In 1996, yeah. During the last part of high school, I was a machinist at night. I got enough to buy a car.
What were you making?
There’s a place called Southern Fasteners that was at the state docks in Mobile. There was this guy there who could do stuff to nuts and bolts faster than the machines could. So they’d send him home with truckloads of stuff and he had this rickety metal shop in his backyard. I’d help him. I’d be using the lathe, the grinder, cutting things. Sometimes the bolts would be minuscule and sometimes they’d be for like the navy, so it would be cutting a bolt the size of my thigh. Sparks would be flying all over me. That was during the end of high school. I worked hard jobs and I knew that I wanted to not do that, so I got a job at a bookstore. That’s when I was able to rent a house downtown with a friend who I worked with — a girl from the bookstore. I just did a comic about her. She died... She was a college kid and had been going to Tulane in New Orleans. She was going to take a year off and she was from Mobile. She knew a lot about music and I knew a lot about other kinds of music. We just sat around and talked about music all day. She got a record store job and some guy she worked with — I remember it exactly. “There's this new thing called Oxycontin. It’s a pill so it can't be that bad.” I was like, “I don't know. I don’t think so.” I just had a feeling. She struggled with that for the rest of her life.
I know I asked about escaping earlier, but how did you avoid drugs? How did you survive this? They were seemingly everywhere.
Right, which is to say I didn’t entirely. But a lot of stuff makes me sick.
Your natural chemistry or body’s reaction saved you.
Yeah. My great-grandfather, he was orphaned when he was 10 and had to go work at a farm. He lived to almost 100. A cool guy. We would ask him about the old days and one time we were like, “How did you never become a drunk? Everybody else was drinking.” He was like, “It makes me throw up immediately.” I swear to God, I got his genes. There’s some stuff my body just does not like — pills, drinking. Now, I used to smoke a lot. Also, if it messed with my drawing, I didn’t want to do it.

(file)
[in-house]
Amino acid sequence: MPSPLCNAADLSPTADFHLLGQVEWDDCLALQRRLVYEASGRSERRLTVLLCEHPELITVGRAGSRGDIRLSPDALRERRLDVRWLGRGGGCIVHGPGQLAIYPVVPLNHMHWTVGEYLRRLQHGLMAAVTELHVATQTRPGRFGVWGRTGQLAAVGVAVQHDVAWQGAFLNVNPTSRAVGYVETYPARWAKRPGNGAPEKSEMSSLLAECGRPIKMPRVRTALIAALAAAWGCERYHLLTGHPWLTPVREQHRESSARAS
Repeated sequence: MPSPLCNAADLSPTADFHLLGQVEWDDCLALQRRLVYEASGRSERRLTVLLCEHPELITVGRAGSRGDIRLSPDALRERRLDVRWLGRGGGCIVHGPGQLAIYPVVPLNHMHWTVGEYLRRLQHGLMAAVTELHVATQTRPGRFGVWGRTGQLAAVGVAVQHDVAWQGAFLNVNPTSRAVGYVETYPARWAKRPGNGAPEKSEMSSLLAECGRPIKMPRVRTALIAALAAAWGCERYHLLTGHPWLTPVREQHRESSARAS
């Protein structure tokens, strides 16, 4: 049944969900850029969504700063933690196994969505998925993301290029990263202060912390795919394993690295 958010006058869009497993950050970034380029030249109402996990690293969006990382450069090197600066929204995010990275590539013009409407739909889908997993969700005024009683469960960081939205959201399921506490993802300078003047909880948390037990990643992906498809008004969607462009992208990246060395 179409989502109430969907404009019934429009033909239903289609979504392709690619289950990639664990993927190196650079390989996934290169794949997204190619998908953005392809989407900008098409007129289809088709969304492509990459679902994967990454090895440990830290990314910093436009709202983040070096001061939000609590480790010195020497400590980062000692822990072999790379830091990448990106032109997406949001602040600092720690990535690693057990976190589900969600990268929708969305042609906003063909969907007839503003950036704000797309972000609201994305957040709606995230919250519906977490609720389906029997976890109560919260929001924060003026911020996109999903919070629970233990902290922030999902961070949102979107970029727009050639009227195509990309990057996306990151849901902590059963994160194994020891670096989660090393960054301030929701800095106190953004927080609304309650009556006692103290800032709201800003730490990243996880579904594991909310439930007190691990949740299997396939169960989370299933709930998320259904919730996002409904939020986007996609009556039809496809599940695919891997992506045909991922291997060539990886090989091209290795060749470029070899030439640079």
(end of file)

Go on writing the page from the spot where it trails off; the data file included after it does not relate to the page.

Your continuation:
OK, you’re conscious of that.
I skipped a big part of high school. I had different friend groups. There was one group where we were getting into bad things.
What do you mean “bad things”?
Running around, selling this, delivering that. Breaking into this place or that place. Then I had a different group of friends who were all in bands. I’d go to a lot of shows and the people there, if they needed something or wanted to know how to get something, they came to me. One of the bands was called XBXRX and they became huge and moved to Oakland. Bands would come through like Bratmobile and come and hang out. It was a cool scene, but all those people moved and the people who were still there — Oxy came through and a lot of people got on that. That was a big part of high school that I left out telling you. At that point I was really thinking that I’d keep drawing but there’s no way I could do it professionally. That’s when I became a machinist. I needed a car, I needed to put gas in the car, I needed to help my mom.
Your earliest work I could find was from 1997 called “Apartment Mind”.
Was that your first attempt at drawing a full comic story?